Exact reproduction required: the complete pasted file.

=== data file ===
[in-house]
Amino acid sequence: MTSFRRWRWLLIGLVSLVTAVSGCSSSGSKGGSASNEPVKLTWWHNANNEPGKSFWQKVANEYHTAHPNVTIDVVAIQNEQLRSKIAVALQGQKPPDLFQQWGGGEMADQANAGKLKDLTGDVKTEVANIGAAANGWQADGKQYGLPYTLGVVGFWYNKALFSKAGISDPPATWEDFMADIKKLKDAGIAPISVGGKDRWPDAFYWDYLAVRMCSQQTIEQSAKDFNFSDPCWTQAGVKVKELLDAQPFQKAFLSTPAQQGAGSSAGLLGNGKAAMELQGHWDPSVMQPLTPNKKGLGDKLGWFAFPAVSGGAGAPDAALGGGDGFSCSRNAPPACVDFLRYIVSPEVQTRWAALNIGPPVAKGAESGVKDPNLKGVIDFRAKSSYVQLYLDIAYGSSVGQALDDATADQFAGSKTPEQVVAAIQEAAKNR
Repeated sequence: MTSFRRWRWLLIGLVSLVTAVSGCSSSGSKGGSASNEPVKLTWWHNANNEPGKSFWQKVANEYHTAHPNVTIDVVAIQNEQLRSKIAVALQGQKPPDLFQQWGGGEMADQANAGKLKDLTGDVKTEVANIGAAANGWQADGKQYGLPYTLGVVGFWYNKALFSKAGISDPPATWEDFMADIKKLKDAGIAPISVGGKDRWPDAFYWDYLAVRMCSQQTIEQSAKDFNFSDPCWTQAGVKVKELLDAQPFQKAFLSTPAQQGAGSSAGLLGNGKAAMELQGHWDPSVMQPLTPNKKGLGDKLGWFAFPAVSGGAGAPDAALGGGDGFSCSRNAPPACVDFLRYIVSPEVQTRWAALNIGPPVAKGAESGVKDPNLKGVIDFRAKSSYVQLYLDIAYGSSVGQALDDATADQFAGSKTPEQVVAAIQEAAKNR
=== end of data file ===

[in-house]
Amino acid sequence: MTSFRRWRWLLIGLVSLVTAVSGCSSSGSKGGSASNEPVKLTWWHNANNEPGKSFWQKVANEYHTAHPNVTIDVVAIQNEQLRSKIAVALQGQKPPDLFQQWGGGEMADQANAGKLKDLTGDVKTEVANIGAAANGWQADGKQYGLPYTLGVVGFWYNKALFSKAGISDPPATWEDFMADIKKLKDAGIAPISVGGKDRWPDAFYWDYLAVRMCSQQTIEQSAKDFNFSDPCWTQAGVKVKELLDAQPFQKAFLSTPAQQGAGSSAGLLGNGKAAMELQGHWDPSVMQPLTPNKKGLGDKLGWFAFPAVSGGAGAPDAALGGGDGFSCSRNAPPACVDFLRYIVSPEVQTRWAALNIGPPVAKGAESGVKDPNLKGVIDFRAKSSYVQLYLDIAYGSSVGQALDDATADQFAGSKTPEQVVAAIQEAAKNR
Repeated sequence: MTSFRRWRWLLIGLVSLVTAVSGCSSSGSKGGSASNEPVKLTWWHNANNEPGKSFWQKVANEYHTAHPNVTIDVVAIQNEQLRSKIAVALQGQKPPDLFQQWGGGEMADQANAGKLKDLTGDVKTEVANIGAAANGWQADGKQYGLPYTLGVVGFWYNKALFSKAGISDPPATWEDFMADIKKLKDAGIAPISVGGKDRWPDAFYWDYLAVRMCSQQTIEQSAKDFNFSDPCWTQAGVKVKELLDAQPFQKAFLSTPAQQGAGSSAGLLGNGKAAMELQGHWDPSVMQPLTPNKKGLGDKLGWFAFPAVSGGAGAPDAALGGGDGFSCSRNAPPACVDFLRYIVSPEVQTRWAALNIGPPVAKGAESGVKDPNLKGVIDFRAKSSYVQLYLDIAYGSSVGQALDDATADQFAGSKTPEQVVAAIQEAAKNR